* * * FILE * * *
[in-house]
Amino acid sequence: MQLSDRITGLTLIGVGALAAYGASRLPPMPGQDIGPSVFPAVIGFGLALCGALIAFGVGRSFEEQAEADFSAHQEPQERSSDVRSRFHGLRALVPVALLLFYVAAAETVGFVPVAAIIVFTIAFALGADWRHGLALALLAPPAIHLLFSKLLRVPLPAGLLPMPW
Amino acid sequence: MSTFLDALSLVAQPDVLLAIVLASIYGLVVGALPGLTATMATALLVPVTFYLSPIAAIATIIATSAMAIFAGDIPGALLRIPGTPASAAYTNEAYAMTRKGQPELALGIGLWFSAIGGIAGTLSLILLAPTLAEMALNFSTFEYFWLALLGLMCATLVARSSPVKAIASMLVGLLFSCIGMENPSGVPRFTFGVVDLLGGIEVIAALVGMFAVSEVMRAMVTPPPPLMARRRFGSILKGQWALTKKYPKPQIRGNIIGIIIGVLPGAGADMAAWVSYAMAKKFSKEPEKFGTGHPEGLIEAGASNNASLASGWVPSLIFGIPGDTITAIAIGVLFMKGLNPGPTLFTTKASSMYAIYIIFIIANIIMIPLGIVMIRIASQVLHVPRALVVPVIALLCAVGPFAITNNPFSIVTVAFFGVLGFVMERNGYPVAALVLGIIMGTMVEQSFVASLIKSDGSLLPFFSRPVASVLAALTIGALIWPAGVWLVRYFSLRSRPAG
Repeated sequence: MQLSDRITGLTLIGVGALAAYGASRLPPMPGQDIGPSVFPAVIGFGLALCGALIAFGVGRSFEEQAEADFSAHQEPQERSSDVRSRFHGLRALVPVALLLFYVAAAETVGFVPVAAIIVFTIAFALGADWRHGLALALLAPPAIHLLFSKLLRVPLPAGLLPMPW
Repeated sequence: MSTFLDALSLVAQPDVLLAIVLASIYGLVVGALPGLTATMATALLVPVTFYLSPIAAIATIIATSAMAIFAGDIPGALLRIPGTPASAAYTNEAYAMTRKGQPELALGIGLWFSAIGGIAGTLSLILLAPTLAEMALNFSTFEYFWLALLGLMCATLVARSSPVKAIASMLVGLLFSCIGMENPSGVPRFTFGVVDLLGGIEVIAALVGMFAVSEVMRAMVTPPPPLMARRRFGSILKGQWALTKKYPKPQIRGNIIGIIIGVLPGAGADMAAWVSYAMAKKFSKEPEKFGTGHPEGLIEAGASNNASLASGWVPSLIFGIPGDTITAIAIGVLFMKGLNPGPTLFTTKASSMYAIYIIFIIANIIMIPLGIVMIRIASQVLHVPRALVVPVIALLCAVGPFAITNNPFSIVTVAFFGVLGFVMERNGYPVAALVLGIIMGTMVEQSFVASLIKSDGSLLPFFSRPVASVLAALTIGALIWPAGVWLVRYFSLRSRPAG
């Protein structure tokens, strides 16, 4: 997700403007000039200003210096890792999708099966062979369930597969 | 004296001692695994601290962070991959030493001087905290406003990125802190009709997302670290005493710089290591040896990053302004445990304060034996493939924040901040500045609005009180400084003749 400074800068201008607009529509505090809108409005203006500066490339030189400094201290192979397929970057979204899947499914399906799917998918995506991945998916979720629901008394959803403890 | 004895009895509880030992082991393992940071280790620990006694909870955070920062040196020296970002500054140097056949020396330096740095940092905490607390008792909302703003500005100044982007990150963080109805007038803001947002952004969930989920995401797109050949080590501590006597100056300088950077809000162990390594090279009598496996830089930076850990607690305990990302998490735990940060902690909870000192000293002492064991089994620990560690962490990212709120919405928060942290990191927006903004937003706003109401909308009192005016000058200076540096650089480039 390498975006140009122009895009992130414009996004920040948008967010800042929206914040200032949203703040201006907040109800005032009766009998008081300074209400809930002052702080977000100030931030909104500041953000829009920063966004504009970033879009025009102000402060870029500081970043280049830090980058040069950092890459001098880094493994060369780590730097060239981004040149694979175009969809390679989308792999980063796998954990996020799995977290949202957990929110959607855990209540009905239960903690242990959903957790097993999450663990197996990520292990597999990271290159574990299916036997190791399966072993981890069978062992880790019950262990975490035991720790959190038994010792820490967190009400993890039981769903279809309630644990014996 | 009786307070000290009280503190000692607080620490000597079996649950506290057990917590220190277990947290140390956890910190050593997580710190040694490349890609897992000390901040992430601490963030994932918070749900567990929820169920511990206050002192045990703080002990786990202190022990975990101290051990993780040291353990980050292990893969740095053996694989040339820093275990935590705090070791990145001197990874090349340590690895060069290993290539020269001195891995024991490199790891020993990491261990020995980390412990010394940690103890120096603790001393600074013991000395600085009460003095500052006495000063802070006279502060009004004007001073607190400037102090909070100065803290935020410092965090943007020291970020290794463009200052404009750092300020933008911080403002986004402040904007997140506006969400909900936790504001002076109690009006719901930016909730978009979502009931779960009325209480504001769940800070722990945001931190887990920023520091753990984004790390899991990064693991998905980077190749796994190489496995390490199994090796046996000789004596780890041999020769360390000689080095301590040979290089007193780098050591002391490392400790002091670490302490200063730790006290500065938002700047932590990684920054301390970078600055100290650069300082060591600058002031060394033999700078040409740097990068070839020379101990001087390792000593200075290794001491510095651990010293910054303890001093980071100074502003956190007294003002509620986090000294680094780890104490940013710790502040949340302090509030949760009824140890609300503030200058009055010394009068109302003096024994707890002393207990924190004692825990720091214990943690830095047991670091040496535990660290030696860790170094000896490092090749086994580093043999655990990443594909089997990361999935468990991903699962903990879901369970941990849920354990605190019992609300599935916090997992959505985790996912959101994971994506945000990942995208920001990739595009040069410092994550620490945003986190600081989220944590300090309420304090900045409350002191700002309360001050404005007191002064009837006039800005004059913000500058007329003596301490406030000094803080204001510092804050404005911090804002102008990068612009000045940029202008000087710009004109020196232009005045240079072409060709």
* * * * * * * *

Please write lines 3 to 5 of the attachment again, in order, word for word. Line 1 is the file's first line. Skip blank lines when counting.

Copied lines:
Amino acid sequence: MSTFLDALSLVAQPDVLLAIVLASIYGLVVGALPGLTATMATALLVPVTFYLSPIAAIATIIATSAMAIFAGDIPGALLRIPGTPASAAYTNEAYAMTRKGQPELALGIGLWFSAIGGIAGTLSLILLAPTLAEMALNFSTFEYFWLALLGLMCATLVARSSPVKAIASMLVGLLFSCIGMENPSGVPRFTFGVVDLLGGIEVIAALVGMFAVSEVMRAMVTPPPPLMARRRFGSILKGQWALTKKYPKPQIRGNIIGIIIGVLPGAGADMAAWVSYAMAKKFSKEPEKFGTGHPEGLIEAGASNNASLASGWVPSLIFGIPGDTITAIAIGVLFMKGLNPGPTLFTTKASSMYAIYIIFIIANIIMIPLGIVMIRIASQVLHVPRALVVPVIALLCAVGPFAITNNPFSIVTVAFFGVLGFVMERNGYPVAALVLGIIMGTMVEQSFVASLIKSDGSLLPFFSRPVASVLAALTIGALIWPAGVWLVRYFSLRSRPAG
Repeated sequence: MQLSDRITGLTLIGVGALAAYGASRLPPMPGQDIGPSVFPAVIGFGLALCGALIAFGVGRSFEEQAEADFSAHQEPQERSSDVRSRFHGLRALVPVALLLFYVAAAETVGFVPVAAIIVFTIAFALGADWRHGLALALLAPPAIHLLFSKLLRVPLPAGLLPMPW
Repeated sequence: MSTFLDALSLVAQPDVLLAIVLASIYGLVVGALPGLTATMATALLVPVTFYLSPIAAIATIIATSAMAIFAGDIPGALLRIPGTPASAAYTNEAYAMTRKGQPELALGIGLWFSAIGGIAGTLSLILLAPTLAEMALNFSTFEYFWLALLGLMCATLVARSSPVKAIASMLVGLLFSCIGMENPSGVPRFTFGVVDLLGGIEVIAALVGMFAVSEVMRAMVTPPPPLMARRRFGSILKGQWALTKKYPKPQIRGNIIGIIIGVLPGAGADMAAWVSYAMAKKFSKEPEKFGTGHPEGLIEAGASNNASLASGWVPSLIFGIPGDTITAIAIGVLFMKGLNPGPTLFTTKASSMYAIYIIFIIANIIMIPLGIVMIRIASQVLHVPRALVVPVIALLCAVGPFAITNNPFSIVTVAFFGVLGFVMERNGYPVAALVLGIIMGTMVEQSFVASLIKSDGSLLPFFSRPVASVLAALTIGALIWPAGVWLVRYFSLRSRPAG